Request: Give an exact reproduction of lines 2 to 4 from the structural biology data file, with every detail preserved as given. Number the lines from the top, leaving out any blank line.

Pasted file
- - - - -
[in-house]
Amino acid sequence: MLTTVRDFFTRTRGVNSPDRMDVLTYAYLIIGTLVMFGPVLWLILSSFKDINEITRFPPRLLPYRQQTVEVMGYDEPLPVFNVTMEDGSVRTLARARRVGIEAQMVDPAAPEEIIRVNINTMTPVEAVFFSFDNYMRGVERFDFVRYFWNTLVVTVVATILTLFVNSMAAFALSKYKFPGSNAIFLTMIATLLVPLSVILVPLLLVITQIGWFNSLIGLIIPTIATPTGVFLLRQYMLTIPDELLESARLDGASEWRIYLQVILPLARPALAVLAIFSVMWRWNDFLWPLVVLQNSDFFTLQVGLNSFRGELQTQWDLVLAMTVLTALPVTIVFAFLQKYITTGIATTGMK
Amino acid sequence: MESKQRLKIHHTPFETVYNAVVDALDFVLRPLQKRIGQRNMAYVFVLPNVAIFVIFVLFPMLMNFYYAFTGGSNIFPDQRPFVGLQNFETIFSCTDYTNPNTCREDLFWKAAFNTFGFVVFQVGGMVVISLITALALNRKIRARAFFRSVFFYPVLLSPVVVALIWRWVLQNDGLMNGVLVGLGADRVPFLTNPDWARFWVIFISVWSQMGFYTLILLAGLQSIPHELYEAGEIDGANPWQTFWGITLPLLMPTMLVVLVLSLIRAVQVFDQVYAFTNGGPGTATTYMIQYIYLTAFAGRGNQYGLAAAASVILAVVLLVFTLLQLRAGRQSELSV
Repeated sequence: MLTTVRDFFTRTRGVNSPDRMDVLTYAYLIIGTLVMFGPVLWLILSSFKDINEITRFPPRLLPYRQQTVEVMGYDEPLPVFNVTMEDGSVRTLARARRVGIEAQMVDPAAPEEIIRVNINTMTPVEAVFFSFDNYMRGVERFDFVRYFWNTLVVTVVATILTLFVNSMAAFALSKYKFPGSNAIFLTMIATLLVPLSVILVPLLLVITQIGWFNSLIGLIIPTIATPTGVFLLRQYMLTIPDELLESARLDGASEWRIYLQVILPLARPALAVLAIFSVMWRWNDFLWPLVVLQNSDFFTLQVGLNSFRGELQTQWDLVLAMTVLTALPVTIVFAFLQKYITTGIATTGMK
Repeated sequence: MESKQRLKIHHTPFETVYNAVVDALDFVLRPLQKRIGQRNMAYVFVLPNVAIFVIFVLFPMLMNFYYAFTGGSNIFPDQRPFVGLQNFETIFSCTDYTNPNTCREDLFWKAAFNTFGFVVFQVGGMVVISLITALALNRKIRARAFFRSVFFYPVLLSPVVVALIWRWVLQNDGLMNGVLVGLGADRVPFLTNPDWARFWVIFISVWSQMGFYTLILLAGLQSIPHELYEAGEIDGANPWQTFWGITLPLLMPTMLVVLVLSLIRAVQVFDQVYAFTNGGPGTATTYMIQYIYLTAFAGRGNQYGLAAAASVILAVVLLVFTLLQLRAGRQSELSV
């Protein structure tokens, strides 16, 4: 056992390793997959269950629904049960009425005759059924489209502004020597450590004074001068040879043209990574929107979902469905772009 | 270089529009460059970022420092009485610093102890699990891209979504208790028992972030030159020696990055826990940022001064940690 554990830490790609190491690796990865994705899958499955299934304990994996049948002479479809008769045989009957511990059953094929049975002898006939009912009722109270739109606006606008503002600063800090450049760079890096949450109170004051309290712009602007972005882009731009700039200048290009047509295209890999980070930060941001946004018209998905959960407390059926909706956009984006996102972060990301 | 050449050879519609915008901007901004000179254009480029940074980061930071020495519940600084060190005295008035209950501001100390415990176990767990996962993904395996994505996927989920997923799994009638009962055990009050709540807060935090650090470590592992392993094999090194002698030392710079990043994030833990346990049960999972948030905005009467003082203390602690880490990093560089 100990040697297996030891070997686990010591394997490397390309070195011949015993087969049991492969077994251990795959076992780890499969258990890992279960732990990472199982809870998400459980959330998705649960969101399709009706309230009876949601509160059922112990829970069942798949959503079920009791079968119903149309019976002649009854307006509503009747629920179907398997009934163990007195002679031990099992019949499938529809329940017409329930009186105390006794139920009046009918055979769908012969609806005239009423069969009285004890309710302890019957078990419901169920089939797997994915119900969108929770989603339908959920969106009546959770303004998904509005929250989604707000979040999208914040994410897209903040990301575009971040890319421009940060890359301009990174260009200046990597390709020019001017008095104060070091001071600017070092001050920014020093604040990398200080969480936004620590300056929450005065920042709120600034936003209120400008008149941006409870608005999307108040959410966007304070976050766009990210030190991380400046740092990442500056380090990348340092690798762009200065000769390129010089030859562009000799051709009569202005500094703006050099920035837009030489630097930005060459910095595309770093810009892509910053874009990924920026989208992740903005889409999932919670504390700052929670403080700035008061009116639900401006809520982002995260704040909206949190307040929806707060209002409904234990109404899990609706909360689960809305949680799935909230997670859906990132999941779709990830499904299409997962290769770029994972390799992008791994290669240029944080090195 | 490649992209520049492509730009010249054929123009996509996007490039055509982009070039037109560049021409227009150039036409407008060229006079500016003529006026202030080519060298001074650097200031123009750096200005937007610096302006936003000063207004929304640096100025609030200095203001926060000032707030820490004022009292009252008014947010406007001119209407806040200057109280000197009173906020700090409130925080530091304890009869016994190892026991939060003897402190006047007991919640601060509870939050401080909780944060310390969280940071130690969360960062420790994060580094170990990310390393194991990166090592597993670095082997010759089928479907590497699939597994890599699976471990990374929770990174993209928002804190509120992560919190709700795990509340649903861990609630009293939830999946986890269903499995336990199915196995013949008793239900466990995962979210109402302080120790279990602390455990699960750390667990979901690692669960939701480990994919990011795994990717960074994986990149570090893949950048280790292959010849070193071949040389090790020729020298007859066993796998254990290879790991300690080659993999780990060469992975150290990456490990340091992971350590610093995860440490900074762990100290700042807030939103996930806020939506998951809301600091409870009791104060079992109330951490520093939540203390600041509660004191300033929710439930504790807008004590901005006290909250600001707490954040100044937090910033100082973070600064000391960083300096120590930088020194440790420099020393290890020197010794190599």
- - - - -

Amino acid sequence: MLTTVRDFFTRTRGVNSPDRMDVLTYAYLIIGTLVMFGPVLWLILSSFKDINEITRFPPRLLPYRQQTVEVMGYDEPLPVFNVTMEDGSVRTLARARRVGIEAQMVDPAAPEEIIRVNINTMTPVEAVFFSFDNYMRGVERFDFVRYFWNTLVVTVVATILTLFVNSMAAFALSKYKFPGSNAIFLTMIATLLVPLSVILVPLLLVITQIGWFNSLIGLIIPTIATPTGVFLLRQYMLTIPDELLESARLDGASEWRIYLQVILPLARPALAVLAIFSVMWRWNDFLWPLVVLQNSDFFTLQVGLNSFRGELQTQWDLVLAMTVLTALPVTIVFAFLQKYITTGIATTGMK
Amino acid sequence: MESKQRLKIHHTPFETVYNAVVDALDFVLRPLQKRIGQRNMAYVFVLPNVAIFVIFVLFPMLMNFYYAFTGGSNIFPDQRPFVGLQNFETIFSCTDYTNPNTCREDLFWKAAFNTFGFVVFQVGGMVVISLITALALNRKIRARAFFRSVFFYPVLLSPVVVALIWRWVLQNDGLMNGVLVGLGADRVPFLTNPDWARFWVIFISVWSQMGFYTLILLAGLQSIPHELYEAGEIDGANPWQTFWGITLPLLMPTMLVVLVLSLIRAVQVFDQVYAFTNGGPGTATTYMIQYIYLTAFAGRGNQYGLAAAASVILAVVLLVFTLLQLRAGRQSELSV
Repeated sequence: MLTTVRDFFTRTRGVNSPDRMDVLTYAYLIIGTLVMFGPVLWLILSSFKDINEITRFPPRLLPYRQQTVEVMGYDEPLPVFNVTMEDGSVRTLARARRVGIEAQMVDPAAPEEIIRVNINTMTPVEAVFFSFDNYMRGVERFDFVRYFWNTLVVTVVATILTLFVNSMAAFALSKYKFPGSNAIFLTMIATLLVPLSVILVPLLLVITQIGWFNSLIGLIIPTIATPTGVFLLRQYMLTIPDELLESARLDGASEWRIYLQVILPLARPALAVLAIFSVMWRWNDFLWPLVVLQNSDFFTLQVGLNSFRGELQTQWDLVLAMTVLTALPVTIVFAFLQKYITTGIATTGMK